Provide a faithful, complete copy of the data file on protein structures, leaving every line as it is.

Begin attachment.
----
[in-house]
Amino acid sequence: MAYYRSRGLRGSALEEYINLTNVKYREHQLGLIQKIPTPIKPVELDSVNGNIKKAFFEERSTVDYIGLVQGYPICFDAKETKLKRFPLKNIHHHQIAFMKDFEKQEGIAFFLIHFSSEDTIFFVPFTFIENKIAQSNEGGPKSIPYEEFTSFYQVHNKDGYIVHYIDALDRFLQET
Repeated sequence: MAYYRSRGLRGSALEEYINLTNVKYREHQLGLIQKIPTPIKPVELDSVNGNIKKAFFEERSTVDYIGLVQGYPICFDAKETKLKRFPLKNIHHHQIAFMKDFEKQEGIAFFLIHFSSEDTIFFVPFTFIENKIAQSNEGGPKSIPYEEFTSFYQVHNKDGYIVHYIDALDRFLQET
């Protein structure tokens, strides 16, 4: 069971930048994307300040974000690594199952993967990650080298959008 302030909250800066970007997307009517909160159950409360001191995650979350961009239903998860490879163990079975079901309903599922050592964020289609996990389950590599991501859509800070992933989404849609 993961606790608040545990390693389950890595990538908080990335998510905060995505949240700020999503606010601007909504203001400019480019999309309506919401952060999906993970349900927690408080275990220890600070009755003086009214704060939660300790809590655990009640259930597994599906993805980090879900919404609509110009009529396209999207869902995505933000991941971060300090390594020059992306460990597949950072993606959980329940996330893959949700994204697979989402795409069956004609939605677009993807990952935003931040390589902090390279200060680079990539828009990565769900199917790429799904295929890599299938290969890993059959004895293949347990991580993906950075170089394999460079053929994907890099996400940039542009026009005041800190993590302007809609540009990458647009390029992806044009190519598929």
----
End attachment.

[in-house]
Amino acid sequence: MAYYRSRGLRGSALEEYINLTNVKYREHQLGLIQKIPTPIKPVELDSVNGNIKKAFFEERSTVDYIGLVQGYPICFDAKETKLKRFPLKNIHHHQIAFMKDFEKQEGIAFFLIHFSSEDTIFFVPFTFIENKIAQSNEGGPKSIPYEEFTSFYQVHNKDGYIVHYIDALDRFLQET
Repeated sequence: MAYYRSRGLRGSALEEYINLTNVKYREHQLGLIQKIPTPIKPVELDSVNGNIKKAFFEERSTVDYIGLVQGYPICFDAKETKLKRFPLKNIHHHQIAFMKDFEKQEGIAFFLIHFSSEDTIFFVPFTFIENKIAQSNEGGPKSIPYEEFTSFYQVHNKDGYIVHYIDALDRFLQET
């Protein structure tokens, strides 16, 4: 069971930048994307300040974000690594199952993967990650080298959008 302030909250800066970007997307009517909160159950409360001191995650979350961009239903998860490879163990079975079901309903599922050592964020289609996990389950590599991501859509800070992933989404849609 993961606790608040545990390693389950890595990538908080990335998510905060995505949240700020999503606010601007909504203001400019480019999309309506919401952060999906993970349900927690408080275990220890600070009755003086009214704060939660300790809590655990009640259930597994599906993805980090879900919404609509110009009529396209999207869902995505933000991941971060300090390594020059992306460990597949950072993606959980329940996330893959949700994204697979989402795409069956004609939605677009993807990952935003931040390589902090390279200060680079990539828009990565769900199917790429799904295929890599299938290969890993059959004895293949347990991580993906950075170089394999460079053929994907890099996400940039542009026009005041800190993590302007809609540009990458647009390029992806044009190519598929």